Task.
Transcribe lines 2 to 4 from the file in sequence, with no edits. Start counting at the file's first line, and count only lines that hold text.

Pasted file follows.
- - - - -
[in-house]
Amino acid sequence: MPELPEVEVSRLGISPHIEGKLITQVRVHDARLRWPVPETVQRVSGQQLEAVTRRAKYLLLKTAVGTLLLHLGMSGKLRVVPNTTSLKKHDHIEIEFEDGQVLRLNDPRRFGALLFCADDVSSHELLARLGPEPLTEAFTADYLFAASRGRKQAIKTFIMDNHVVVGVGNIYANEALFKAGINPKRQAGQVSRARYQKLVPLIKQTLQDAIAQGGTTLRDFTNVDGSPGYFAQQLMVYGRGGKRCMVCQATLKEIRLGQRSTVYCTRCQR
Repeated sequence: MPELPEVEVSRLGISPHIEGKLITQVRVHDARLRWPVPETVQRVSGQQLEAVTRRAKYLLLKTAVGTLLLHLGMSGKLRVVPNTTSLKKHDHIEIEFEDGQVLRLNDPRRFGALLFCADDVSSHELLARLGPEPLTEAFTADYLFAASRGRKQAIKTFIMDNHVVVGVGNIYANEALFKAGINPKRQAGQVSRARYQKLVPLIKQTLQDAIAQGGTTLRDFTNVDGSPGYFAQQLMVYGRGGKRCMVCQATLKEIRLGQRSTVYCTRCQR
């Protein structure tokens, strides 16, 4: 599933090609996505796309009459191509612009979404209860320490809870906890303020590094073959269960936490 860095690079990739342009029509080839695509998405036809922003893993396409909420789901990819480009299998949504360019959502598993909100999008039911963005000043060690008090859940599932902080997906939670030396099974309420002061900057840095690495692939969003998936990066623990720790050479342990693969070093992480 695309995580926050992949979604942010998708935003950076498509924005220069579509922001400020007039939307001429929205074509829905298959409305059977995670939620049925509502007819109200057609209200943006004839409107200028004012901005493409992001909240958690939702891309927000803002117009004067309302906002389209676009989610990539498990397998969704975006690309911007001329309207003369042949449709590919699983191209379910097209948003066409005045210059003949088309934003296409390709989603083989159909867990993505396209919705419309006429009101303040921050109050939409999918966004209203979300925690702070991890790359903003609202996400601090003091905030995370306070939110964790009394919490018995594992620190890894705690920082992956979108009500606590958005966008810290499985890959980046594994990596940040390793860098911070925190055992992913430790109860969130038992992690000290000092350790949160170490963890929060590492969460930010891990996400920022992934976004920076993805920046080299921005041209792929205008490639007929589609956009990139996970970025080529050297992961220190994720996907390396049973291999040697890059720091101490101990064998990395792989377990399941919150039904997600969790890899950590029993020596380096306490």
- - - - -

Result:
Amino acid sequence: MPELPEVEVSRLGISPHIEGKLITQVRVHDARLRWPVPETVQRVSGQQLEAVTRRAKYLLLKTAVGTLLLHLGMSGKLRVVPNTTSLKKHDHIEIEFEDGQVLRLNDPRRFGALLFCADDVSSHELLARLGPEPLTEAFTADYLFAASRGRKQAIKTFIMDNHVVVGVGNIYANEALFKAGINPKRQAGQVSRARYQKLVPLIKQTLQDAIAQGGTTLRDFTNVDGSPGYFAQQLMVYGRGGKRCMVCQATLKEIRLGQRSTVYCTRCQR
Repeated sequence: MPELPEVEVSRLGISPHIEGKLITQVRVHDARLRWPVPETVQRVSGQQLEAVTRRAKYLLLKTAVGTLLLHLGMSGKLRVVPNTTSLKKHDHIEIEFEDGQVLRLNDPRRFGALLFCADDVSSHELLARLGPEPLTEAFTADYLFAASRGRKQAIKTFIMDNHVVVGVGNIYANEALFKAGINPKRQAGQVSRARYQKLVPLIKQTLQDAIAQGGTTLRDFTNVDGSPGYFAQQLMVYGRGGKRCMVCQATLKEIRLGQRSTVYCTRCQR
């Protein structure tokens, strides 16, 4: 599933090609996505796309009459191509612009979404209860320490809870906890303020590094073959269960936490 860095690079990739342009029509080839695509998405036809922003893993396409909420789901990819480009299998949504360019959502598993909100999008039911963005000043060690008090859940599932902080997906939670030396099974309420002061900057840095690495692939969003998936990066623990720790050479342990693969070093992480 695309995580926050992949979604942010998708935003950076498509924005220069579509922001400020007039939307001429929205074509829905298959409305059977995670939620049925509502007819109200057609209200943006004839409107200028004012901005493409992001909240958690939702891309927000803002117009004067309302906002389209676009989610990539498990397998969704975006690309911007001329309207003369042949449709590919699983191209379910097209948003066409005045210059003949088309934003296409390709989603083989159909867990993505396209919705419309006429009101303040921050109050939409999918966004209203979300925690702070991890790359903003609202996400601090003091905030995370306070939110964790009394919490018995594992620190890894705690920082992956979108009500606590958005966008810290499985890959980046594994990596940040390793860098911070925190055992992913430790109860969130038992992690000290000092350790949160170490963890929060590492969460930010891990996400920022992934976004920076993805920046080299921005041209792929205008490639007929589609956009990139996970970025080529050297992961220190994720996907390396049973291999040697890059720091101490101990064998990395792989377990399941919150039904997600969790890899950590029993020596380096306490």